Re/composing Memories: Aging, Emotion, and Autobiographical Memory


  • Meridith Griffin
  • Kelsey Harvey


Aging, Memory, Emotion, Dynamic Reminiscence, Memoir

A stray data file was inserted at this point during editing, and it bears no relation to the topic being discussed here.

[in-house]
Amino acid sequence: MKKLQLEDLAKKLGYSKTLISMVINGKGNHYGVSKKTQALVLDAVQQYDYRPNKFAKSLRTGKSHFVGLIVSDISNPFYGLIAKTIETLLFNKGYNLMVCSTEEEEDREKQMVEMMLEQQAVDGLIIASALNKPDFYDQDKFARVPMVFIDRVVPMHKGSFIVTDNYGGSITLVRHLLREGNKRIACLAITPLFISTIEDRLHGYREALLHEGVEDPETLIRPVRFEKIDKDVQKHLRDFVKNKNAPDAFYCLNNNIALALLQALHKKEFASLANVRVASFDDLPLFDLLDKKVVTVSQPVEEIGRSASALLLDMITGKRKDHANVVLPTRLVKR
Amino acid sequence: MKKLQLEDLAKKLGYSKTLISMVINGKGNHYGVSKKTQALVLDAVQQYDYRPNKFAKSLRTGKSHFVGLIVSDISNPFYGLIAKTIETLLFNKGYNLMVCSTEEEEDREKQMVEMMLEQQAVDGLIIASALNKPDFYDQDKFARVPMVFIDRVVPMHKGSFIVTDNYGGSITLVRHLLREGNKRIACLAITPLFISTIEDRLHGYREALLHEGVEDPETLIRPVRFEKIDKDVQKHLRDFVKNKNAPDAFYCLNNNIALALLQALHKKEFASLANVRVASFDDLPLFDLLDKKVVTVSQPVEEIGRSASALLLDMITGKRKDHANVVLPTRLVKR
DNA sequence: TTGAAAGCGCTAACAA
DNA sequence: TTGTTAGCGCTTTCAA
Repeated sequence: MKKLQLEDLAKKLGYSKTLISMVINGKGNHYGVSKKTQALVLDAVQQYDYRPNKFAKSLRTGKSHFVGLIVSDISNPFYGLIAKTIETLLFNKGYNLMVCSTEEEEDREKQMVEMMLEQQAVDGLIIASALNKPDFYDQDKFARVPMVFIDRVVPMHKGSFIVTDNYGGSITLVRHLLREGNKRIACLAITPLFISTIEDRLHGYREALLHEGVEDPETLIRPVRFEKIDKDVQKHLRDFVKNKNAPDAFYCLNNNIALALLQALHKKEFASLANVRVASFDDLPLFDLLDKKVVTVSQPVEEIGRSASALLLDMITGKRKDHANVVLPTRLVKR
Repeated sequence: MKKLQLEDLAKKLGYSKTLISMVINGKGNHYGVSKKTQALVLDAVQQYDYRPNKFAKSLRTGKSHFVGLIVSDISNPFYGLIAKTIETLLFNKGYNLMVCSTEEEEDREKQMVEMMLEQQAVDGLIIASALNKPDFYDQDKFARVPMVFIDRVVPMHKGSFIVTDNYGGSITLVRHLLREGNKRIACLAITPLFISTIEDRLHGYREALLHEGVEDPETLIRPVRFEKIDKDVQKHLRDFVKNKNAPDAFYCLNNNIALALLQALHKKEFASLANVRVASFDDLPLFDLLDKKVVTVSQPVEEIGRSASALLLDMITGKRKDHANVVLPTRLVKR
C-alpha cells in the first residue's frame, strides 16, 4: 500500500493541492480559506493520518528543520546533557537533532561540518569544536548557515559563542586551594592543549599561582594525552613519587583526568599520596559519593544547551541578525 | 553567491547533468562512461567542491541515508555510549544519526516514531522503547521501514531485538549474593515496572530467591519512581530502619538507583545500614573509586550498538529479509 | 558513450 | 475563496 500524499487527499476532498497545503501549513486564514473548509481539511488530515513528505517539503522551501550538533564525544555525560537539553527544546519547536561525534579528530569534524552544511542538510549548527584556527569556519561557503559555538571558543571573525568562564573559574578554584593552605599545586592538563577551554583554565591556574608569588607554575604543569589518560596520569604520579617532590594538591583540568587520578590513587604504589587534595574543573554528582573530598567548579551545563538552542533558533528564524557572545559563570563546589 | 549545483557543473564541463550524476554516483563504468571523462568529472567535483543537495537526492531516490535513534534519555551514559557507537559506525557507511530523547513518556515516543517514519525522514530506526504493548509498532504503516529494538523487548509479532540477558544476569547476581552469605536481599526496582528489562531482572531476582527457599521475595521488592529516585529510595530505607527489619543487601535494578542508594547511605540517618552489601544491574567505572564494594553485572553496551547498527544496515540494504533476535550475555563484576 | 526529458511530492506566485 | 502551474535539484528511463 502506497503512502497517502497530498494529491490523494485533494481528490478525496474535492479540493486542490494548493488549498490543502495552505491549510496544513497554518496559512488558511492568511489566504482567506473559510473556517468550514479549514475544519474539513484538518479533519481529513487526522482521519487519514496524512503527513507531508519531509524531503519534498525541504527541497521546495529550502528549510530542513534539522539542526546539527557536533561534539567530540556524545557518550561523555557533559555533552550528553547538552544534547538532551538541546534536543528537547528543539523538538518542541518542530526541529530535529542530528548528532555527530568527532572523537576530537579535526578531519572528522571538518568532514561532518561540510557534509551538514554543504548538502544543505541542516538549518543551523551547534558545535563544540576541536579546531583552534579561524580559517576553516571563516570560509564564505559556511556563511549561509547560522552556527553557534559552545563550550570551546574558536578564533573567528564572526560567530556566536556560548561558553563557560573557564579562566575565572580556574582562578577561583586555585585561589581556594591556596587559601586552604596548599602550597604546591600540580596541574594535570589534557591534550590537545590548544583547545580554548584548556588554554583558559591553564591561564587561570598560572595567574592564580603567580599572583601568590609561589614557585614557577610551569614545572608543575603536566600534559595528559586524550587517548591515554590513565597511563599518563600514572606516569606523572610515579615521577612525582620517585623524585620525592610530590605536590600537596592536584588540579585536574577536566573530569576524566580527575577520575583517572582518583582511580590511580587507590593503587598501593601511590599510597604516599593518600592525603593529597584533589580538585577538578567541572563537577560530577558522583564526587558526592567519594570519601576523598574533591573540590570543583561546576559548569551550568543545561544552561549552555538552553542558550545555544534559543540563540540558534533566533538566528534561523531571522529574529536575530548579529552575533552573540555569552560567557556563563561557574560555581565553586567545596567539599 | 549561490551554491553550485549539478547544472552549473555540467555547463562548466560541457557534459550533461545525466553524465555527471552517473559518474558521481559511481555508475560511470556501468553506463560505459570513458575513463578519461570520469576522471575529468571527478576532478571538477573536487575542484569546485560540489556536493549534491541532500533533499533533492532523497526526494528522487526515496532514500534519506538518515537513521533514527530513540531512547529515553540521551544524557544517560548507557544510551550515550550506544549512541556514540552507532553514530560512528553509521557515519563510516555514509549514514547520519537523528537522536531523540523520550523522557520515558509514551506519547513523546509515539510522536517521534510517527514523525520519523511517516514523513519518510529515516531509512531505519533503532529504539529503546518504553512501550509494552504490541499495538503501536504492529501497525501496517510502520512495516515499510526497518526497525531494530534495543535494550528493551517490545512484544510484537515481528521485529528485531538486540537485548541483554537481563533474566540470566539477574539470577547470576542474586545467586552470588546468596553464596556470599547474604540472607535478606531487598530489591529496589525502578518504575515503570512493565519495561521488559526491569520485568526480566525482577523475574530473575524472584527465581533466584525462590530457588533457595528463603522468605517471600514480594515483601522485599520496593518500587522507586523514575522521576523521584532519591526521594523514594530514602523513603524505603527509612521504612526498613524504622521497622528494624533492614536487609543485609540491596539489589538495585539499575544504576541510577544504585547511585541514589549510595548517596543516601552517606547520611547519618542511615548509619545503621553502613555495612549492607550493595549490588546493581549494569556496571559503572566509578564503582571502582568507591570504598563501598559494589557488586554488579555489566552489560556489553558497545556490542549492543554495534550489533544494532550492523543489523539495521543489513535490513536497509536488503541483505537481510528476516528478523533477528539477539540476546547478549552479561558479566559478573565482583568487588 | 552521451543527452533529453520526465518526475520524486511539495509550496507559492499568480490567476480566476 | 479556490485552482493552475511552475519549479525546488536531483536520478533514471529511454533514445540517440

Memory is an elusive and yet compelling concept. In this paper, we explore the narrative complexity of autobiographical memory, from Randall and McKim’s (2008) existing framework that outlines four overlapping angles: truth-wise, self-wise, time-wise, and other-wise. We seek to take up and extend each of these angles, or dimensions, aiming to bring them to life with empirical data - and we propose a fifth angle, emotion-wise, highlighting the affective nature of autobiographical memory. Based on participant observation, life history interviews, and the written memoirs of older adults who participated in (primarily) library-based writing groups in Southern Ontario, Canada, we employed narrative inquiry to investigate the process and activity of writing as a leisure practice. In our data, participants discuss their unconscious and/or deliberate blurring of fact (reality) versus imagination in their memory-based accounts. They reflect on their shifting conceptions of past, present, and future selves within the stories they tell as well as their recounted experiences of self-discovery and self-exploration. They also explore the role of others in shaping their stories and memories. Throughout, the influence of emotion is palpable. We posit that dynamic reminiscence, such as that represented by the crafting of memoirs within writing groups, enables the exploration of these dimensions of autobiographical memory. As such, the capacity of participants to engage in narrative practice is nurtured, and the greater is the concordant capacity for development, growth, (self-)wisdom in later life.